g) The page was important because it confirmed that the Appeal Court had dismissed the case out of the Court and had not looked at any evidence or made any judgement whatsoever. The Schedule was dependent on the “landowner” withdrawing his objection to the registration. This he had done and the effect was that the whole of the common CL147 became registered common land on 24th May 1978.
h) Notwithstanding no application for the fencing has been made.
i) Even worse is the fact that HCC removed the 80 acres from the register. This is a criminal offence!
j) They have subsequently renewed their lease of the 100 acres every twenty years although I believe they renewed it last time earlier than was necessary.
k) No exchange land has been given for the five acres of common land taken for the sports field.
l) Horse riders have been told that they do not have the right to ride on the common under the terms of the lease. That lease is completely ultra vires.
m) So HCC have permitted fences to be erected obstructing all the little paths and tracks that the public had a right to access, without application to the Secretary of State and in defiance to the wishes of the Commoners and surrounding Parish Councils!
n) They have recently put up signs telling horse riders to keep to the bridleways, such as they are.
o) They have fought eight or nine Public Inquiries with regard to bridleway claims over the common which I have been forced to make in order to try and regularise the use of the common for horse riders in the face of the obstructing fences.
p) The cost to me has been over £100,000 over the years in lawyers fees. So what of the cost to the public whose money has been misappropriated fighting against a volunteer to improve public access?
q) What of the rent paid for the 100 acres over the last thirty odd years which is in any case common land with a customary right of access? I believe that this is something that the National Audit Office should interest itself in.
The failures of HCC to do it’s Duty of care to Broxhead Common and then spend public funds renting the common and fighting for the landowners interests rather than those of the public who pay them, cannot be right. It is certainly not democratic.
3. HCC closed a byway known as Cradle Lane for four years. Between 2008-12 under the RTRA 1984. However sec. 15 says that closure cannot be for more than six months or in the case where there is a utility reason such as the laying of BT cables etc, then the Secretary of State may agree to an extension not exceeding eighteen months at the most. This latter does not apply in this case.
In fact HCC have made nine consecutive temporary TRO’s over this period of time.
Why this waste of public money? Having made the TRO’s on the basis of preventing all motorised traffic they then changed the Order at the last minute to allow the use by motor bikes.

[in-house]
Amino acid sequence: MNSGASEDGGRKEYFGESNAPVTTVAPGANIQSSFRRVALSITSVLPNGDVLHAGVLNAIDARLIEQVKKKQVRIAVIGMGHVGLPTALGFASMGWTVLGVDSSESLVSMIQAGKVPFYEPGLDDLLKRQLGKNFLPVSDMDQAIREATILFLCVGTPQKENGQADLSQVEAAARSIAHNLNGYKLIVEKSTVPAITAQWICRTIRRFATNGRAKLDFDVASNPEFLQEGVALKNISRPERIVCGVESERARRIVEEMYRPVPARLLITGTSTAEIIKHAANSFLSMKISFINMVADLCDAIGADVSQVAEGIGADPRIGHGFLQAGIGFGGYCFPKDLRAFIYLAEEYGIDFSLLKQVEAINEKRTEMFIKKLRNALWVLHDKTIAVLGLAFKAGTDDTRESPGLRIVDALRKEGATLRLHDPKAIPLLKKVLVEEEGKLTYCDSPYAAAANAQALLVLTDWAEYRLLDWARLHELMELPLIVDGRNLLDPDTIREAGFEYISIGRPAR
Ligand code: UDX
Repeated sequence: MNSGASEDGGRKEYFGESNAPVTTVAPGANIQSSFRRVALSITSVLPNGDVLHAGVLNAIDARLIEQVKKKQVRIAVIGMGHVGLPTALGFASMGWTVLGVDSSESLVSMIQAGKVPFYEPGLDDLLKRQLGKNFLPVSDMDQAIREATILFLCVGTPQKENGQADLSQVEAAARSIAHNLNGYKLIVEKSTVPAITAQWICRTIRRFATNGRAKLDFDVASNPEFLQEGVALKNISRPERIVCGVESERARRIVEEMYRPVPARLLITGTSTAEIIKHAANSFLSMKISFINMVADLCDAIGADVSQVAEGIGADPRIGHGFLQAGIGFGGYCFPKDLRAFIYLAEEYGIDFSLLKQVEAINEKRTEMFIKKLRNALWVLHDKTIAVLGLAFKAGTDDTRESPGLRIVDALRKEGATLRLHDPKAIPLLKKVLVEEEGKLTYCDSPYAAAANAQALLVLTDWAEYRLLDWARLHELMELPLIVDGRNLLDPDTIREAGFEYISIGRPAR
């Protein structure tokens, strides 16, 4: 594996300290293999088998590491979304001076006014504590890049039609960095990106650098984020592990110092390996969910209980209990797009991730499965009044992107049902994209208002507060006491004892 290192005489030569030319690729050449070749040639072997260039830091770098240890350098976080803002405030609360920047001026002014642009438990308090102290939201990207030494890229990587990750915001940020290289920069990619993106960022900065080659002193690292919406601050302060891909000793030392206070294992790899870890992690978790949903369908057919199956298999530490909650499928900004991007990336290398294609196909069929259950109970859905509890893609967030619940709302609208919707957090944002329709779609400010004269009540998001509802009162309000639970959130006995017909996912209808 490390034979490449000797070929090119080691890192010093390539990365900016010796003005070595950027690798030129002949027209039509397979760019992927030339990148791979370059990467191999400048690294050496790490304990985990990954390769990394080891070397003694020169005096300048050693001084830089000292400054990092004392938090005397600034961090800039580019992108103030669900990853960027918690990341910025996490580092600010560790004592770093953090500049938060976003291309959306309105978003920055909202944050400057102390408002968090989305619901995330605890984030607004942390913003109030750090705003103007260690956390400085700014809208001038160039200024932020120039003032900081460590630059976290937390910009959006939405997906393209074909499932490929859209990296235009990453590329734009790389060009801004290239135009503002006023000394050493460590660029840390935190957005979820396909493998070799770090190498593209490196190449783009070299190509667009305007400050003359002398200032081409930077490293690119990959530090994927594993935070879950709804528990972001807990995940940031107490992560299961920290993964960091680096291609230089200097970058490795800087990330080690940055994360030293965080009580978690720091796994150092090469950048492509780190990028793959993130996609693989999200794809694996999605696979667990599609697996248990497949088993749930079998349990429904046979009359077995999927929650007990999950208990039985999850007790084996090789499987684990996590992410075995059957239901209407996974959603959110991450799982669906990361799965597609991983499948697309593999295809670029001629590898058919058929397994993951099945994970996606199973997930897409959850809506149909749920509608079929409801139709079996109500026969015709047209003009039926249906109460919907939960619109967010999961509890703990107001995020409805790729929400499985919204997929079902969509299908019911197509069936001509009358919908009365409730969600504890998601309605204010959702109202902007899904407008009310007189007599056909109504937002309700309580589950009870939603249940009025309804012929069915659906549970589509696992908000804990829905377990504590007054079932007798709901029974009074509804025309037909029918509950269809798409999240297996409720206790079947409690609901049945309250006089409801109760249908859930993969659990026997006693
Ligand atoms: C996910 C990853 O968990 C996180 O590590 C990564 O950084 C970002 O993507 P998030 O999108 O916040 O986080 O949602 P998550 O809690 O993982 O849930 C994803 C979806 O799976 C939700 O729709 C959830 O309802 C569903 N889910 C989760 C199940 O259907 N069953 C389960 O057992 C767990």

They had stated that they did not have enough evidence to ban motor cycles.
I suggested to them that there was such evidence which they should look for considering it was they who had upgraded this bridleway to a Byway in 1987.
They refused to do so saying that the Definitive Map was definitive.
I reminded them that they have a Duty to amend the Definitive Map where it is found to be inaccurate. Still they would not help but told me I should put in a claim for a Definitive Map Modification Order if I thought this was the case, and adding that they have a six year waiting list for determining claims. Even I know that the Statutory time limit is one year.
My research has confirmed that the advice from Defra to all responsible Authorities in 1996 says that wheel tracks are not evidence of vehicle rights and 20 years use before 1930 is required. Highway Committee minutes for 1926 confirm that Cradle Lane was a bridleway and therefore there cannot be 20 years lawful use by motor vehicles before 1930.
Why, when there can be no possibility that there are rights for motorised vehicles on this lane and they have been informed that they made a mistake to upgrade it in 1987, are HCC continuing to make expensive and unnecessary decisions with regard to its use and the making of nine consecutive TRO’s? I rather doubt that any application to the Secretary of State for these TRO’s was actually made which would make them illegal in any case, but because they do not answer my letters I cannot confirm.
Naturally there is a cost involved because they have had two consultations, I do not know why one was not enough, plus advertising etc.
When the latest Order was advertised in the local paper of 29th March this year it said objections should be made to the High Court by 18th May 2012. This seems to have avoided any objection period to the Council itself. I believe this is wrong.
All of these issues must be a cost on the public purse both from the inappropriate use of public funds and also to those of us who are trying to see that the law is adhered to. I sometimes wonder if Hampshire County Council has forgotten that their address is The Castle, Winchester rather than Westminster, when it comes to their adherence and interpretation of English law.
The Local Government Ombudsman, Parliamentary Ombudsman and the Planning Inspectorate all advise that these matters should be taken to the High Court but that begs the question as to why they are there? Surely it is to address these sorts of problems? It is common knowledge that ordinary people do not have the means to go to the High Court for every discrepancy local Councils make. So where is the value in having these organisations if they do not perform their duty to the public by investigating the issues complained of?
I would be most grateful if you could look into these matters please.